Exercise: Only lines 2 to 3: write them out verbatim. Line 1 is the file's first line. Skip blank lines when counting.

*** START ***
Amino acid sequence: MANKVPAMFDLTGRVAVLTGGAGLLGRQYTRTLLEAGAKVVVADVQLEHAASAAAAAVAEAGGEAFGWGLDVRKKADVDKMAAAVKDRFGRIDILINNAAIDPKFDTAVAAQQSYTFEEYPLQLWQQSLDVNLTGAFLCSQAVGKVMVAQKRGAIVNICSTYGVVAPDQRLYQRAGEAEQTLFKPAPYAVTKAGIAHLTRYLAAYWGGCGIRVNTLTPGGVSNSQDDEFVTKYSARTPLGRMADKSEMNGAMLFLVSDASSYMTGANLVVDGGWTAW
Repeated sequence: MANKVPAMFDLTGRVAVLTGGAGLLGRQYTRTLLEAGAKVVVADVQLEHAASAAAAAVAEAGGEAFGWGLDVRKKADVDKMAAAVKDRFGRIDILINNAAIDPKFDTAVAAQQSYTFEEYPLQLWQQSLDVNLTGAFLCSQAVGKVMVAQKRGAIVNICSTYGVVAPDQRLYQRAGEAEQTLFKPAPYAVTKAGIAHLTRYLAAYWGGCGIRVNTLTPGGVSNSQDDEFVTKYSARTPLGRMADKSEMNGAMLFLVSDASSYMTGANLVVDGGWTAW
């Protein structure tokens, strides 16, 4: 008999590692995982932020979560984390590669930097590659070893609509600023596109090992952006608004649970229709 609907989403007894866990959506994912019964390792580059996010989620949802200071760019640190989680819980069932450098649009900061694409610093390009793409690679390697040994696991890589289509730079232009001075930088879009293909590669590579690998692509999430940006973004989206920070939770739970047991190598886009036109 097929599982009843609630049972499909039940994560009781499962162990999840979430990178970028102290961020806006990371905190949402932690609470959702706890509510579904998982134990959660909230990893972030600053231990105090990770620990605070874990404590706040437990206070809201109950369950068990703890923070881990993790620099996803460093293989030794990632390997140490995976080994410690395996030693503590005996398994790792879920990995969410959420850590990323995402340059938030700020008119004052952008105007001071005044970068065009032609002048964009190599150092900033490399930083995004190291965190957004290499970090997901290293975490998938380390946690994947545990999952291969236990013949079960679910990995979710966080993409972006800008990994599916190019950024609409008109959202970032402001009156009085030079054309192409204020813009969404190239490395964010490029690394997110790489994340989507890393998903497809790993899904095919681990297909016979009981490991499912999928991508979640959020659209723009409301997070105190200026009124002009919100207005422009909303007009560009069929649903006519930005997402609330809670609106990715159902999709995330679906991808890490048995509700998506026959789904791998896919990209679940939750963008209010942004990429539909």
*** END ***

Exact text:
Repeated sequence: MANKVPAMFDLTGRVAVLTGGAGLLGRQYTRTLLEAGAKVVVADVQLEHAASAAAAAVAEAGGEAFGWGLDVRKKADVDKMAAAVKDRFGRIDILINNAAIDPKFDTAVAAQQSYTFEEYPLQLWQQSLDVNLTGAFLCSQAVGKVMVAQKRGAIVNICSTYGVVAPDQRLYQRAGEAEQTLFKPAPYAVTKAGIAHLTRYLAAYWGGCGIRVNTLTPGGVSNSQDDEFVTKYSARTPLGRMADKSEMNGAMLFLVSDASSYMTGANLVVDGGWTAW
């Protein structure tokens, strides 16, 4: 008999590692995982932020979560984390590669930097590659070893609509600023596109090992952006608004649970229709 609907989403007894866990959506994912019964390792580059996010989620949802200071760019640190989680819980069932450098649009900061694409610093390009793409690679390697040994696991890589289509730079232009001075930088879009293909590669590579690998692509999430940006973004989206920070939770739970047991190598886009036109 097929599982009843609630049972499909039940994560009781499962162990999840979430990178970028102290961020806006990371905190949402932690609470959702706890509510579904998982134990959660909230990893972030600053231990105090990770620990605070874990404590706040437990206070809201109950369950068990703890923070881990993790620099996803460093293989030794990632390997140490995976080994410690395996030693503590005996398994790792879920990995969410959420850590990323995402340059938030700020008119004052952008105007001071005044970068065009032609002048964009190599150092900033490399930083995004190291965190957004290499970090997901290293975490998938380390946690994947545990999952291969236990013949079960679910990995979710966080993409972006800008990994599916190019950024609409008109959202970032402001009156009085030079054309192409204020813009969404190239490395964010490029690394997110790489994340989507890393998903497809790993899904095919681990297909016979009981490991499912999928991508979640959020659209723009409301997070105190200026009124002009919100207005422009909303007009560009069929649903006519930005997402609330809670609106990715159902999709995330679906991808890490048995509700998506026959789904791998896919990209679940939750963008209010942004990429539909």